The Best Laid (Birth) Plans Are None of Your Business

The last thing we need is one more thing to feel inadequate about, one more thing to feel like we’re doing “wrong” when it comes to having a baby. Image: Thinkstock.

I looked at the sample birth plan my midwife had handed to us with a furrowed brow.

It was six pages long and had questions I hadn’t even known I needed to consider on it. Things like what position(s) I’d like to be in during active labor, or whether I planned to wear my own clothing during labor and delivery.

All I could think was, How the hell am I supposed to know that?

My husband and I had taken a weekend-long birthing class. We’d gone on the hospital tour.

We were tired and, frankly, overwhelmed by all of the decisions it seemed we needed to make for what we thought was a pretty simple and natural process that people have been doing since humans arrived on this planet: giving birth.

And the even weirder thing was that everyone seemed to be asking me what was on our birth plan. I didn’t know this was a thing people talked about outside their care provider’s office. I didn’t expect to be having coffee with my friend and have her look at me and say, “So, have you written your birth plan yet? What’s it like?”

I imagined those parents who walk into the hospital or birthing center or even their living room with a list of wants and demands as long as their arm. That may work for some people, but that’s not me.

At the same time, I knew it was important for us to be our own advocates, particularly in a hospital setting where doctors could easily take over and not listen to what we wanted.

I had no idea how to find a happy medium.


 

At the end of the day, we thought we were prepared — but the truth is, there’s no real way to fully prepare, because each labor and delivery is different.


 

We worked on our birth plan over the course of a weekend, deciding what was most important to us and only including those things.

We wanted to be sure to let the hospital know that this plan was in the case of a complication-free delivery; if life-saving interventions needed to be implemented, we understood.

At the end of it, we had a plan that was about three-quarters of a page long and included items like:

  • Ask me three times if I’m sure about getting an epidural before giving one.

  • Please avoid controlled substances for pain relief because I am in recovery from drug addiction.

  • Wait to cut the umbilical cord until it stops pulsing.

  • I want to do an hour of skin-to-skin immediately after birth.

  • We plan to breastfeed — so no formula, please.

♦♦♦

Even with what we thought was a low-key plan, you know what they say about the best-laid plans.

I got to the hospital at five centimeters dilated and wanted an epidural, screw asking me three times, just please for the love of god give me some pain relief.

The anesthesiologist spent an hour trying to talk me into having Fentanyl in my epidural, despite my request for no opiates, requiring both the nurse and my husband to fight for me to get what I needed while I puked from pain and didn’t actually get the relief I needed until I was almost at nine centimeters.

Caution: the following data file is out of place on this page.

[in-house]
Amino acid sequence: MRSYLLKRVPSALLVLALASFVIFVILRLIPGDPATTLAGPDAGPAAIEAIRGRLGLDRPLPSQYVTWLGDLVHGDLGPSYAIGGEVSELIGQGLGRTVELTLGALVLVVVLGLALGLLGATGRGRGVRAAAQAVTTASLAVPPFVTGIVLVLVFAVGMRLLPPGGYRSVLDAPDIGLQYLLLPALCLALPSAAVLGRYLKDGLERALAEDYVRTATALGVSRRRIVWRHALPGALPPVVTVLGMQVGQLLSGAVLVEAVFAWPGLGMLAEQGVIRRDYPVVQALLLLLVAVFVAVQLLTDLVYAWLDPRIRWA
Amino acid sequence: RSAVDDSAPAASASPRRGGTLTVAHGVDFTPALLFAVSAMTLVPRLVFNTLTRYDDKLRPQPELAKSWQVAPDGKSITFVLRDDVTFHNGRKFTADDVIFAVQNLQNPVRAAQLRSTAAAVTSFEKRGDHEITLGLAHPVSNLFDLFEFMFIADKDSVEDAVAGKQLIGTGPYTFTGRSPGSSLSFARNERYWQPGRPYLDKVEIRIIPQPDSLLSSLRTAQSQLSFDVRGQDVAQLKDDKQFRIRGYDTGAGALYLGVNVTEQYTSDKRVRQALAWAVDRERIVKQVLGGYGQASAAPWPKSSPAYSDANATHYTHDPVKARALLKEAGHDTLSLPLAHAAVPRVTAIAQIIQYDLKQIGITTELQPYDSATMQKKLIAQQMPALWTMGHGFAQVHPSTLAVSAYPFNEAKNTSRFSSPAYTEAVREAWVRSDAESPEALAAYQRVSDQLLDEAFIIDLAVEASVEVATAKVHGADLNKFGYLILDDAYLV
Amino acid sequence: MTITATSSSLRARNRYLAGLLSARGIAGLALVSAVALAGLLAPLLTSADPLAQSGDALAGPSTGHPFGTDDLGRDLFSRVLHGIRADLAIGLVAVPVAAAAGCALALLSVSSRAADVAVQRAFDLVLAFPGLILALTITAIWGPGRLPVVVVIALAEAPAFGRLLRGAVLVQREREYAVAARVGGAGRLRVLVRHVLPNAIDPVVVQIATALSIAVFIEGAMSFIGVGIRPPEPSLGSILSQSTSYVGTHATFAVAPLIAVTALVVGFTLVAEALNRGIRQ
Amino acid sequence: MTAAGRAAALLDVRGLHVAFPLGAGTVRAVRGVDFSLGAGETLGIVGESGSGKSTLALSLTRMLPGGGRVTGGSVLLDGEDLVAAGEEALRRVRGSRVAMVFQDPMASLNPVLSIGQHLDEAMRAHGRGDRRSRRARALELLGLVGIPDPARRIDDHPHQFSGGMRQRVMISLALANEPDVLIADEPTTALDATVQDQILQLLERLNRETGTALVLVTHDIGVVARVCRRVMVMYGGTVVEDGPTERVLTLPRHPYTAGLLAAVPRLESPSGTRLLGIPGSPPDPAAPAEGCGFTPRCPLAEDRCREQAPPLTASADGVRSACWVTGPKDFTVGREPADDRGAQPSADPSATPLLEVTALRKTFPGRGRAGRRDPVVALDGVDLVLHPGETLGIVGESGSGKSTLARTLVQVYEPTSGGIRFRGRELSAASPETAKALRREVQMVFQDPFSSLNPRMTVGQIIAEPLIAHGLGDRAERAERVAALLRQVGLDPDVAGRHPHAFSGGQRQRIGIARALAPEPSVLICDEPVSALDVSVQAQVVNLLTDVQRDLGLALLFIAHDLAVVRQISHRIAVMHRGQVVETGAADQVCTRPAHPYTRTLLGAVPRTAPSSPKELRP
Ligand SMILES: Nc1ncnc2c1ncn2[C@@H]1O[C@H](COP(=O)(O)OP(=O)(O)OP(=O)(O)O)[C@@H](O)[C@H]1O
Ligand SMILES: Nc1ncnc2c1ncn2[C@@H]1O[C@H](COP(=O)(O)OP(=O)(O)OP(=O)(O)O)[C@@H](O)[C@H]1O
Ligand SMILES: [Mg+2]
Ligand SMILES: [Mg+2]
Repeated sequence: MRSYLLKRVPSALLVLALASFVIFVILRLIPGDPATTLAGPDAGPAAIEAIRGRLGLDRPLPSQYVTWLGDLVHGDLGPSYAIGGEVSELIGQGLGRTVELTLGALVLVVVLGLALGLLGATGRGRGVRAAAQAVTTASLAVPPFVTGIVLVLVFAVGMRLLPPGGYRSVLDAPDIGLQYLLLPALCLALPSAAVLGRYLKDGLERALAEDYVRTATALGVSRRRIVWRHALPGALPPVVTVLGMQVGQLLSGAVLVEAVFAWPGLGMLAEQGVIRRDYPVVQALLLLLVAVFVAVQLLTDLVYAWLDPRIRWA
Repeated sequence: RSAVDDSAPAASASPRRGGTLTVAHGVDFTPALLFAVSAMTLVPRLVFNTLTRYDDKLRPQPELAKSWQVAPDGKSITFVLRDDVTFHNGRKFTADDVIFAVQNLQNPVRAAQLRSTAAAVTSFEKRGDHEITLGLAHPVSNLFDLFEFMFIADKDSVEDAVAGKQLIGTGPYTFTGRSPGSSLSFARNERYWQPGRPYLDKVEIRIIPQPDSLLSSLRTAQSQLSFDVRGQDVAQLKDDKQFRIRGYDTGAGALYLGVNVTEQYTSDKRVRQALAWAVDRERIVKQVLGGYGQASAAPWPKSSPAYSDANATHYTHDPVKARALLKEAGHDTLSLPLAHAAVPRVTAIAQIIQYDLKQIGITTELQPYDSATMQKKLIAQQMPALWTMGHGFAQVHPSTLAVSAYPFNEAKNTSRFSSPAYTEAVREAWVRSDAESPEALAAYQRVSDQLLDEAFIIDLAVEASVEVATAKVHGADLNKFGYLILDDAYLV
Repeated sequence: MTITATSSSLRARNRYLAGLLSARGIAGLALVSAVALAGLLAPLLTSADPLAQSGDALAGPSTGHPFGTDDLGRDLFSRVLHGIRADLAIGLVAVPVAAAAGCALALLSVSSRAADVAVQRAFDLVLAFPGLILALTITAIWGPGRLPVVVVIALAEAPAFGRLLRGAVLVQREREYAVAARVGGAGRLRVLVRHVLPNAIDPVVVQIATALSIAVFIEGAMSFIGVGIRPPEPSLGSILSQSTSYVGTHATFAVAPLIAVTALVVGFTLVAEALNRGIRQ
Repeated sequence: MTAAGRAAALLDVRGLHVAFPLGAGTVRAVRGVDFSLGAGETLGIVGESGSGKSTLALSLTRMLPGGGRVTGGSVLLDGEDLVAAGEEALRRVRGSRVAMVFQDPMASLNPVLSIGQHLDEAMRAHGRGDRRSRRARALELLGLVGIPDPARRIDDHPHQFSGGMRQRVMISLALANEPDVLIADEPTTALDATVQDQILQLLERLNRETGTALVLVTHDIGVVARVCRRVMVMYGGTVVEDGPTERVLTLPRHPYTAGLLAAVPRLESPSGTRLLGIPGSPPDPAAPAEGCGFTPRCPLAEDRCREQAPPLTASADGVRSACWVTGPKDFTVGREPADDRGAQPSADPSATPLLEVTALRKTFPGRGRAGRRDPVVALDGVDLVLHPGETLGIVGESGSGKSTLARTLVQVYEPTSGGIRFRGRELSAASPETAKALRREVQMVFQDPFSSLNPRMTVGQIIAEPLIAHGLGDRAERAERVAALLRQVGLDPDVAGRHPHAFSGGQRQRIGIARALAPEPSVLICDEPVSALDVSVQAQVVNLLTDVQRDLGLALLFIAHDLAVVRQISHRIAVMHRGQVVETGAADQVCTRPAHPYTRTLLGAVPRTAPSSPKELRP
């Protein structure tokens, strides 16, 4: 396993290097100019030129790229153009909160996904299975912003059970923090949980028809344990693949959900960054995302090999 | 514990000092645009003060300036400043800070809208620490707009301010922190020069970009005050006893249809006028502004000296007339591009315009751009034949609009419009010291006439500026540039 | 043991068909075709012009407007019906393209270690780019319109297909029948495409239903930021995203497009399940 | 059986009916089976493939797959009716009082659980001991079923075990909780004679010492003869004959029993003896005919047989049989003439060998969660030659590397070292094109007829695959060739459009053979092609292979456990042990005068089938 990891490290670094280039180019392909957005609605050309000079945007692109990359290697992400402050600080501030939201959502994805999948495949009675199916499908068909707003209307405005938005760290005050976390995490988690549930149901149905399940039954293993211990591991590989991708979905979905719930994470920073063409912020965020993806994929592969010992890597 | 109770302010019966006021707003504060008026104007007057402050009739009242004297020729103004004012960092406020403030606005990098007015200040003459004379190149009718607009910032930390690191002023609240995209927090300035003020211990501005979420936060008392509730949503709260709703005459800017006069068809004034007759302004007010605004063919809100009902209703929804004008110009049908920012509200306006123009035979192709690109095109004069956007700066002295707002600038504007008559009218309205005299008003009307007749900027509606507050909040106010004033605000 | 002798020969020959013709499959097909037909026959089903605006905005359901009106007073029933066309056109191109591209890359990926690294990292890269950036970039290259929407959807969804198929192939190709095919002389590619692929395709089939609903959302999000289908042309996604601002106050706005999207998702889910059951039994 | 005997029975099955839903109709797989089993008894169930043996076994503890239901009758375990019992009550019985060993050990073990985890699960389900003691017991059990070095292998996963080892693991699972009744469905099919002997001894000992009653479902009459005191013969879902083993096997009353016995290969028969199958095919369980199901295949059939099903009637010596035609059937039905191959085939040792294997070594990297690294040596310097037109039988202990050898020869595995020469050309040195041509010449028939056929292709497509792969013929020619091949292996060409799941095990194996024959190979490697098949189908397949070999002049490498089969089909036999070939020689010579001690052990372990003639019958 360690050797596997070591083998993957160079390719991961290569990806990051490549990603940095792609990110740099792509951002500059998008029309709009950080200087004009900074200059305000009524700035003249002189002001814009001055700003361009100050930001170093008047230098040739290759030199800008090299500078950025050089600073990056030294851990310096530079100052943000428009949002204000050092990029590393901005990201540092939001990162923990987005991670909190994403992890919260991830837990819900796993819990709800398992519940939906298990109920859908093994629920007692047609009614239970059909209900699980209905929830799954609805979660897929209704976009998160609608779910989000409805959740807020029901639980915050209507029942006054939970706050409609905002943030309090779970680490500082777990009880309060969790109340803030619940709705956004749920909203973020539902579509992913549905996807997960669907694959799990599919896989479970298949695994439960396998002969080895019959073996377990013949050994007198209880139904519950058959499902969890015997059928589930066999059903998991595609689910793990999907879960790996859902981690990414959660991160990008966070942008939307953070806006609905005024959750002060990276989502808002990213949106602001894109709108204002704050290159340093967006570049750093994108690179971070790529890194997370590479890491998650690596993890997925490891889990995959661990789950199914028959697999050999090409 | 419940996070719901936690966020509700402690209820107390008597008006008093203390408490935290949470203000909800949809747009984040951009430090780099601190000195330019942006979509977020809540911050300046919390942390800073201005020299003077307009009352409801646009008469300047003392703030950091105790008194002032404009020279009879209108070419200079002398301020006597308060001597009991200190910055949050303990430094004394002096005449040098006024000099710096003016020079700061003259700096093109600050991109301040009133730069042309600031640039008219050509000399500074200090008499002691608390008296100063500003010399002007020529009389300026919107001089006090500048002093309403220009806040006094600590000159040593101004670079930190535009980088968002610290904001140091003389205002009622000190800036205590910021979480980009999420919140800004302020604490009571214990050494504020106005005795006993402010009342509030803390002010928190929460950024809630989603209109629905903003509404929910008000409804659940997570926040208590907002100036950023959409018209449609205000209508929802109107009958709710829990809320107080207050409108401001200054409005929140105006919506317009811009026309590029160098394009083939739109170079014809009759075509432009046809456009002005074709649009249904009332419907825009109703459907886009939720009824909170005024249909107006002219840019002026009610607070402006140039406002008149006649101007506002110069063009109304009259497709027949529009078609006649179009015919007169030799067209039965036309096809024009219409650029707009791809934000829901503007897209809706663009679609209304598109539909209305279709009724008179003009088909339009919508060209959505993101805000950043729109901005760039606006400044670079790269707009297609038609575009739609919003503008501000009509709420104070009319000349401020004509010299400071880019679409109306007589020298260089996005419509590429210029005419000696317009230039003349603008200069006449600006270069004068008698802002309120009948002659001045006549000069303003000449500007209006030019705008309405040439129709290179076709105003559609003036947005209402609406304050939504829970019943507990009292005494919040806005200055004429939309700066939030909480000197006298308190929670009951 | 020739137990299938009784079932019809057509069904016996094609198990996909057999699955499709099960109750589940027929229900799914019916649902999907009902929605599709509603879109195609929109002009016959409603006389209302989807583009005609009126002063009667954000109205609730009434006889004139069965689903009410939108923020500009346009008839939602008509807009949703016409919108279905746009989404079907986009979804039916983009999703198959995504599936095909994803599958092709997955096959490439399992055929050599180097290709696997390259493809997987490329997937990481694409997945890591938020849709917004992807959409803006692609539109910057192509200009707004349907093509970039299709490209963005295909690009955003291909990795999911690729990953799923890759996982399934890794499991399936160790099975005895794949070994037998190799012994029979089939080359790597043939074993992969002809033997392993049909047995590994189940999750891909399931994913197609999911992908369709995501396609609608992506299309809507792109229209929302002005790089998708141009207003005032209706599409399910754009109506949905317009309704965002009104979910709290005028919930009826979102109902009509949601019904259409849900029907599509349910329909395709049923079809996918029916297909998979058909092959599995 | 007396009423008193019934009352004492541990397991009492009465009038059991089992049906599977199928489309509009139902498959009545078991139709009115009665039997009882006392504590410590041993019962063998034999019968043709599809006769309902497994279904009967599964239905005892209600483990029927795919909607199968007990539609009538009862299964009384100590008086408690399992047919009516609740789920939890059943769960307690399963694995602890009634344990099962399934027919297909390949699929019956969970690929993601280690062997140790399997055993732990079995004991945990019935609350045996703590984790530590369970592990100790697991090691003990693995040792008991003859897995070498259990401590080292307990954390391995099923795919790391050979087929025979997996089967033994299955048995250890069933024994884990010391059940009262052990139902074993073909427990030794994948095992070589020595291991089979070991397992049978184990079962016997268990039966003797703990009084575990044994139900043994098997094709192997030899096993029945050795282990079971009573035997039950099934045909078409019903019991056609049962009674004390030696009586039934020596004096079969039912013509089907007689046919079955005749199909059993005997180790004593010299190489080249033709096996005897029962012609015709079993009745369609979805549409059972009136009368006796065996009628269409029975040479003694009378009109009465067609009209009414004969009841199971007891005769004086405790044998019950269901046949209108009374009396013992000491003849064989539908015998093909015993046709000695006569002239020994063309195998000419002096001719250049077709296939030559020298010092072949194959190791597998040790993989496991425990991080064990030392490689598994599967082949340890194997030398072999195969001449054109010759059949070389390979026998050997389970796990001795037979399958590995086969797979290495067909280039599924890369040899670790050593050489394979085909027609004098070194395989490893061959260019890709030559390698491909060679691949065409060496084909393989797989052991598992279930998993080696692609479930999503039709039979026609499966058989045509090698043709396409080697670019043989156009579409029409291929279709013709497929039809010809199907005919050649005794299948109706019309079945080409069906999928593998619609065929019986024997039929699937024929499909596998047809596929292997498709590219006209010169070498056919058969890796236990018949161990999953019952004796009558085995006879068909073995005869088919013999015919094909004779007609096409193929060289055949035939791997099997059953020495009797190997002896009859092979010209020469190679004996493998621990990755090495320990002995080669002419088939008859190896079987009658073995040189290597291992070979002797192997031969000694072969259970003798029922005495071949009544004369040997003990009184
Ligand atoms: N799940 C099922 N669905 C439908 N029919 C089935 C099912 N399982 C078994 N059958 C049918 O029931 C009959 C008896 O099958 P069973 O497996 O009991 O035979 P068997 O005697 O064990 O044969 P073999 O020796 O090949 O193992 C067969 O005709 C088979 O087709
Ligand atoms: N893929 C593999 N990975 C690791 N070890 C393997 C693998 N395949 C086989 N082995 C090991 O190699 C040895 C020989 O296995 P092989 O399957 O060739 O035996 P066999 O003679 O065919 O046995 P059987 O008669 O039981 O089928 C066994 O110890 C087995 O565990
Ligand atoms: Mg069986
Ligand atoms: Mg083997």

And it turned out I had preeclampsia. My fever spiked to 104.6 right after delivery, so my precious baby was placed on my chest for about four minutes and then handed over to my husband while doctors worked to make sure I didn’t have a stroke.

At the end of the day, we thought we were prepared — but the truth is, there’s no real way to fully prepare, because each labor and delivery is different.

There’s no way to know what’s going to happen until you’re actually in it and, by then, it doesn’t seem to matter so much.

Of course, that being said, as we prepare for baby number two, we’re taking some of the things we learned from our last experience and using them this time. Our birth plan will likely look similar to the first time, but now we know to have an anesthesiology consult beforehand so the entire staff knows what my pain management plan for an epidural is.

Aside from that, as second-time parents, we’re much less worried about what it will be like — because now we know that with something as unpredictable as birth, there’s no real way to know until it happens.

The other thing I learned? My birth plan is no one else’s business.

While people asking about our plan likely have good intentions, the conversation opens you up to so much judgment about how you’re planning to give birth.

Oh, you’re not having a “natural” birth? You’re going to a hospital instead of a birthing center? I see.

Birth plans are personal, between parents and their care provider. We all make choices for our families that we feel are best, and at the end of the day, that’s what matters.

As parents, we’re judged enough as it is: Breast versus bottle. Co-sleeping versus sleep training. Whether or not we feed our child(ren) organic food, how much screen time they get. And on and on and on.

The last thing we need is one more thing to feel inadequate about, one more thing to feel like we’re doing “wrong” when it comes to having a baby.

Pushing a baby out of your vagina (or having it removed through an incision in your belly) is hard enough as it is, without judgment or commentary about how you decide to do it.

At the end of the day, the results are the same: There’s a baby.

So this time, when someone asks what my birth plan looks like, I’m just going to respond with, “It looks like having a baby — thanks for asking!”

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